( b. Jul 01, 1925 San Jose, California, USA - d. Mar 27, 2011 New York, New York, USA ) Male
Farley Earle Granger II was the son of Farley Earle Granger, a successful owner of a car dealership, and Eva H. Granger. The elder Granger was wiped out in the Crash of 1929, and soon moved his family to a small apartment in Hollywood, where he worked as a clerk in the California Department of Unemployment. His son began acting in local theatres, and was noticed straight out of high school, becoming a contract player for Samuel Goldwyn, one of the producer's last. Goldwyn cast him in a small role in "The North Star" in 1943, then "The Purple Heart" in 1944. Mr. Farley then joined the Navy. Chronic seasickness, however, caused him to spend the rest of the war on shore in Hawaii, and eventually was assigned to the famous unit commanded by classical actor Maurice Evans.
After his release, he played an escaped convict hoping to prove his innocence in Nicholas Ray's film noir "They Live By Night," one of the actor's best, and favorite, films. Hitchcock saw the movie and cast Mr. Granger in "Rope." In 1949, he starred with David Niven and Teresa Wright in "Enchantment."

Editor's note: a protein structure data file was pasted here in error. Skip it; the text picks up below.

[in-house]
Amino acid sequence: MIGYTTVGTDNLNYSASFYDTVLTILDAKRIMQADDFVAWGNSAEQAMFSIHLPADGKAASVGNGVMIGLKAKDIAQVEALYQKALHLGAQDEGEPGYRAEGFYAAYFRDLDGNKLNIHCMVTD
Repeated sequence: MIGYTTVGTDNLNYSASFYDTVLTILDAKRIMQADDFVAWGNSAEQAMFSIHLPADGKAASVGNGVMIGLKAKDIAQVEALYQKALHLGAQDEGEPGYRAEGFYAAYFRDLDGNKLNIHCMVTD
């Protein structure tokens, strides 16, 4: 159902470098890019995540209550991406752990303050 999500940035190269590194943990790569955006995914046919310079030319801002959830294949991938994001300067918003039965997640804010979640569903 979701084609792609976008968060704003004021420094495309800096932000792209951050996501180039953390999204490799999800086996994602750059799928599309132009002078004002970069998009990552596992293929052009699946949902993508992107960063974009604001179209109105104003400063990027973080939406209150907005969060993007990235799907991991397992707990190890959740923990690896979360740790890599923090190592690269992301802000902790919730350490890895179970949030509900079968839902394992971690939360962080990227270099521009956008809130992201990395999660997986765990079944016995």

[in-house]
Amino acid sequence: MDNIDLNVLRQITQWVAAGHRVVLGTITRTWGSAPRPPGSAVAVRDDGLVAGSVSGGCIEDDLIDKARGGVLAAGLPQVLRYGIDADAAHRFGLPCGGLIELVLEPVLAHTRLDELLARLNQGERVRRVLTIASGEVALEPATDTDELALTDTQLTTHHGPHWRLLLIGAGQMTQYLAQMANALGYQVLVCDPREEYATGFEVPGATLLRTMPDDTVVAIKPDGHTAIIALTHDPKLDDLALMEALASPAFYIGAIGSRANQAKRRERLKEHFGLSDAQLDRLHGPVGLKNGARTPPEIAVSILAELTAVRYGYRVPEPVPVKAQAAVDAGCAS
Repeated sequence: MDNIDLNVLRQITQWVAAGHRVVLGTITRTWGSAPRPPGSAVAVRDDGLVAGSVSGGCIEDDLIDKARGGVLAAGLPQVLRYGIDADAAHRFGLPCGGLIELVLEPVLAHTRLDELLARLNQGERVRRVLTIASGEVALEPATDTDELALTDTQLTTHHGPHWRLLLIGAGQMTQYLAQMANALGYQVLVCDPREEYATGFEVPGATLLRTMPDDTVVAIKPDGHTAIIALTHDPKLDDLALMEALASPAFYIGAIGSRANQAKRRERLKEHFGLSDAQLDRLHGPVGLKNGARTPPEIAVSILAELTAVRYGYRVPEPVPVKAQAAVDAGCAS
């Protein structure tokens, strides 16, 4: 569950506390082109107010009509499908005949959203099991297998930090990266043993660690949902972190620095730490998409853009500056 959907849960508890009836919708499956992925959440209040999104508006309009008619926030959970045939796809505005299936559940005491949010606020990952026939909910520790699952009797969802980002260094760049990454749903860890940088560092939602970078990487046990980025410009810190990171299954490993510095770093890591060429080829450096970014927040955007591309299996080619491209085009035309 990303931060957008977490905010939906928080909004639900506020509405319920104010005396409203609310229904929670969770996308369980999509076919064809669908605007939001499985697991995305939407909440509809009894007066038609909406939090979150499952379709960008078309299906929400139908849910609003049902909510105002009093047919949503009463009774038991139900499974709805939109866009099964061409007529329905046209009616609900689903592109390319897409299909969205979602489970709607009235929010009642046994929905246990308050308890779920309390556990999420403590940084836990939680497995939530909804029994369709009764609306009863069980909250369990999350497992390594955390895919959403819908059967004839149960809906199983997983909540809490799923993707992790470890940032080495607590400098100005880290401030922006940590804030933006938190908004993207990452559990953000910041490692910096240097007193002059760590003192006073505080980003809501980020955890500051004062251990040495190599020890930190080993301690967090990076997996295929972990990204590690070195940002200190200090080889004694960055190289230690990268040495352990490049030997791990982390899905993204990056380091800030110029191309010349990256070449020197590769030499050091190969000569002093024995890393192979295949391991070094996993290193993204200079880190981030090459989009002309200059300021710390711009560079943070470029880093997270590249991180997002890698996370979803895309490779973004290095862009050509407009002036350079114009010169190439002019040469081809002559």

In the mid-1950s, Mr. Granger, who did not care for the Hollywood environment, moved to New York. He studied with Sanford Meisner and began appearing on Broadway, first in The Carefree Tree, then First Impressions, playing D'Arcy in a musical adaptation of Jane Austen's "Pride and Prejudice," and opposite Julie Harris in Joe Masteroff's play The Warm Peninsula. In 1964 he joined Eva Le Gallienne's American National Theatre, playing Konstantin in The Seagull (with Le Gallienne playing his mother, the actress Arkadina) and John Proctor in The Crucible. He also starred opposite Barbara Cook in a revival of The King and I at City Center.
The tall actor was still youthful enough at 40 to step into the role of Tom in a 1965 Broadway revival of The Glass Menagerie, succeeding George Grizzard opposite Maureen Stapleton's Amanda. In his final Broadway appearance in 1981, he returned to a familiar type, playing half of a murderous male duo in the Broadway thriller Deathtrap.